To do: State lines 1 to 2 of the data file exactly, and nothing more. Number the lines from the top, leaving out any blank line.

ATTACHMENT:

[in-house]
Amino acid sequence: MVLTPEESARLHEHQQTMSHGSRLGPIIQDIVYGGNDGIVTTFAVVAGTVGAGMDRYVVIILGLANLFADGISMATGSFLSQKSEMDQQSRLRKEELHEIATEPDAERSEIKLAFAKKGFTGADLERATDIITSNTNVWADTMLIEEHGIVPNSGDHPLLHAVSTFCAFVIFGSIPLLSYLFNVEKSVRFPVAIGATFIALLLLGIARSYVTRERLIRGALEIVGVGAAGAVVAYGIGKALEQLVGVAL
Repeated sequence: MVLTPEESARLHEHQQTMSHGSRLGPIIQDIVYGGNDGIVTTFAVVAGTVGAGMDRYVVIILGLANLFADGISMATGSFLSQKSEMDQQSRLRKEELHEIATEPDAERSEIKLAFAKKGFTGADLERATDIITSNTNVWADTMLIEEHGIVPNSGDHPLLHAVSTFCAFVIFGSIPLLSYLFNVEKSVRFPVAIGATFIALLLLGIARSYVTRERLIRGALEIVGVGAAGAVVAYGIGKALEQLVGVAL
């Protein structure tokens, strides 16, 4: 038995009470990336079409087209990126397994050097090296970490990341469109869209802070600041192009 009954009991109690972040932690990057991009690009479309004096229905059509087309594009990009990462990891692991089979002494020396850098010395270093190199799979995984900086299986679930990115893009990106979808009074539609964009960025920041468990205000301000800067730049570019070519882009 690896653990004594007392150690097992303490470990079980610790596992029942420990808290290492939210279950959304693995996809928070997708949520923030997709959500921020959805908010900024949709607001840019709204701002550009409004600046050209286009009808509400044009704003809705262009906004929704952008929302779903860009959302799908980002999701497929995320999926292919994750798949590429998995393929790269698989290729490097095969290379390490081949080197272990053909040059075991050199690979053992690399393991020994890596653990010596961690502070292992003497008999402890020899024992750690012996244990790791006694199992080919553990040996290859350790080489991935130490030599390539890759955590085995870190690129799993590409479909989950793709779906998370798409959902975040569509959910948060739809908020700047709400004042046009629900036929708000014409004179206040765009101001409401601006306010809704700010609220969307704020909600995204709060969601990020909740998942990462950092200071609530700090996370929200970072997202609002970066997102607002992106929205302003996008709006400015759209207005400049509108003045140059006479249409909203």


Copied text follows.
[in-house]
Amino acid sequence: MVLTPEESARLHEHQQTMSHGSRLGPIIQDIVYGGNDGIVTTFAVVAGTVGAGMDRYVVIILGLANLFADGISMATGSFLSQKSEMDQQSRLRKEELHEIATEPDAERSEIKLAFAKKGFTGADLERATDIITSNTNVWADTMLIEEHGIVPNSGDHPLLHAVSTFCAFVIFGSIPLLSYLFNVEKSVRFPVAIGATFIALLLLGIARSYVTRERLIRGALEIVGVGAAGAVVAYGIGKALEQLVGVAL